How to Sell your Yoga Business to New ClientsNovember 26, 2015 | 1129 min read
The best way to sell anything is to create a campaign. Marketing campaigns are the main method used by businesses to communicate with clients. A good marketing campaign is planned as a series of integrated steps – much like a yoga flow series. In this case, the target pose is a strong positioning in the marketplace. To get there, you will need to attract new cliental and keep them.
Announce your campaign on social media
Give your campaign a name that will attract new members. This could be something simple such as YogaPlace Welcomes New Members. Then hang out the virtual banners on your home page and post it on Facebook. Follow-up likes and comments with additional details to create conversations. Host an open studio event and YouTube it, blog about it and create a new group dedicated to it.
If you don’t already have a blog, start one and write about your studio. People are attracted to other people, so highlight a particular class each week with teacher profiles and background features about student achievements. These could be anything from stories about members who run marathon or are active in the local community or government. Most will welcome the extra publicity, but ask before you post it. Finally, but not least, create curiosity about yourself. Write about your studio, business and off-the-mat activities..
Establish a presence in the community
Most yoga studios and yoga holiday businesses buy spot ads in the local press, news supplements and yoga magazines. This is called direct advertising. These can be expensive, so use them wisely, by promoting a specific event such as an open day with free classes for new clients. An alternative method is indirect advertising such as writing a letter to the editor on the benefits of yoga. As effective, is the advertorial, an ad which looks like a news report.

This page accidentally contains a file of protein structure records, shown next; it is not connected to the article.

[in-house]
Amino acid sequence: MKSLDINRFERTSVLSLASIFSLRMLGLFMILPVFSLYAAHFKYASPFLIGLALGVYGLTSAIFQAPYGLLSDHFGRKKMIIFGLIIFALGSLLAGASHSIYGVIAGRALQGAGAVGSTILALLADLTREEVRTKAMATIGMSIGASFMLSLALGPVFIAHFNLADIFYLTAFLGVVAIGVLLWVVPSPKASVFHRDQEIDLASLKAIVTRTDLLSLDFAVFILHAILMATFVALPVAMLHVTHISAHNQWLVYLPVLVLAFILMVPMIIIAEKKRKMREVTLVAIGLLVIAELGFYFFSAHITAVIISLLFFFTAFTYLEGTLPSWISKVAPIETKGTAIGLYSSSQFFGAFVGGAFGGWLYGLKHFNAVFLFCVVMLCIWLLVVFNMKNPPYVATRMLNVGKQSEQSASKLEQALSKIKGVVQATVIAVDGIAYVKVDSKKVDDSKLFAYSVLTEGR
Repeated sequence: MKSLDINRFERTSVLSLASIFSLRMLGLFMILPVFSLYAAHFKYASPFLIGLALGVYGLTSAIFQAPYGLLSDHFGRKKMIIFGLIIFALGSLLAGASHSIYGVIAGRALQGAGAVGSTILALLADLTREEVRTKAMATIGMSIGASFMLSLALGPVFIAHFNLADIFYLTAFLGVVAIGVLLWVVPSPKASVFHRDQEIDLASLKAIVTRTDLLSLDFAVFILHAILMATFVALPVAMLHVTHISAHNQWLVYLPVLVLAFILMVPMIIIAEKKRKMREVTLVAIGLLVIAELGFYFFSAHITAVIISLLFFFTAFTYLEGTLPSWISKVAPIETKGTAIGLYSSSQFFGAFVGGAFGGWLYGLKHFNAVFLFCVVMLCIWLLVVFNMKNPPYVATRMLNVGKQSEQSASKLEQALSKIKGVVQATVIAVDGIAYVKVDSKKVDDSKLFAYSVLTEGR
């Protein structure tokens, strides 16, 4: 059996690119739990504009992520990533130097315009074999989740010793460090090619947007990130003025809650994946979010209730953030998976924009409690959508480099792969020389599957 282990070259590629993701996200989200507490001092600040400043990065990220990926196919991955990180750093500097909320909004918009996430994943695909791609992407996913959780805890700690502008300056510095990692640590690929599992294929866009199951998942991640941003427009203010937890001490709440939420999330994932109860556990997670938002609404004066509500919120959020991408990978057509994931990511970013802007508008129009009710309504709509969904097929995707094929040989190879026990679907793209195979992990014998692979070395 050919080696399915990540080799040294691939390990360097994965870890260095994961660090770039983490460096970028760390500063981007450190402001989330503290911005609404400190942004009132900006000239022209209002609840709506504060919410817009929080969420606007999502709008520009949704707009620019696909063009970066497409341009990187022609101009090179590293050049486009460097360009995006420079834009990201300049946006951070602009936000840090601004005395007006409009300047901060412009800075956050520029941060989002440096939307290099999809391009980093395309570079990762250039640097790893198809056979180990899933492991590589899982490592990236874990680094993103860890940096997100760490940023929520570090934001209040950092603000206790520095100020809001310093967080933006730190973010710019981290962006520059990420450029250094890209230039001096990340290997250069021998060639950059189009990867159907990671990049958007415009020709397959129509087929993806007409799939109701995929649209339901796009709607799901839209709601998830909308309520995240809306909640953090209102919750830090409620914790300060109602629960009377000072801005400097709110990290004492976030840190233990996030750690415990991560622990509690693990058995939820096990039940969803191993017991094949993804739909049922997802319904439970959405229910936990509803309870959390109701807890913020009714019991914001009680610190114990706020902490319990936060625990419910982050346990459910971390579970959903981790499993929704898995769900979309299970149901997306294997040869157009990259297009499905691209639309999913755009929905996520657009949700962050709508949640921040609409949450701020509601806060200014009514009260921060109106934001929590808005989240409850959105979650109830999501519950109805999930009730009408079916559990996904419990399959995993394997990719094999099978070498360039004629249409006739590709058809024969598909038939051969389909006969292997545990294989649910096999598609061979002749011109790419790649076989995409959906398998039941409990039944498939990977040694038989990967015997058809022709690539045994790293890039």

Attending yoga conferences, trade shows and festivals in your area will also extend your reach. Buy a stall and bring plenty of branded merchandise such as yoga mats, towels, t-shirts with your logo. You can sell these or give them away, along with print material about your studio or holiday business.
Extend and adapt your introductory offers into roll-over memberships
The introductory offer is the most commonly used technique for attracting new clients. Typically, these offer heavily discounted rates such as $30 unlimited classes for the first month or ten classes for $10. The idea is to throw as many darts at the board to see how many will stick. As a short term sales tactic, this approach is limited because of the steep increase in price between the introductory class and the set class fees or memberships.
To get around this, you will need to bridge the gap between the sales price and the set membership fees. One way of doing this is by extending your introductory offers into roll over memberships that are in-line with your current offers. A $30 unlimited classes offer for the first month easily converts into a yearly membership with monthly fees set at the same price. In this way, you are more likely to keep new clients by offering them prices which they already perceive to be affordable. Free gifts, buy one-get one for half price and merchandise giveaways provide further enticements to potential clients sitting on the fence. Membership lotteries which enter new members into a free prize draw for a family and friends discount, free workshop fees or second year free are also popular with yoga studio bargain hunters.
For existing members, you may want to try loyalty schemes in which fees decrease by 10% for each year they remain with the studio. This approach provides an opportunity for you as a studio owner to support existing clients. As importantly, these schemes will appeal to those customers on a family budget or fixed income. Addition ideas to build loyalty with clients include recommend the studio to a friend and receive a bonus gift or discount on yoga classes or kit.
Posted in Business Tips, Marketing Tips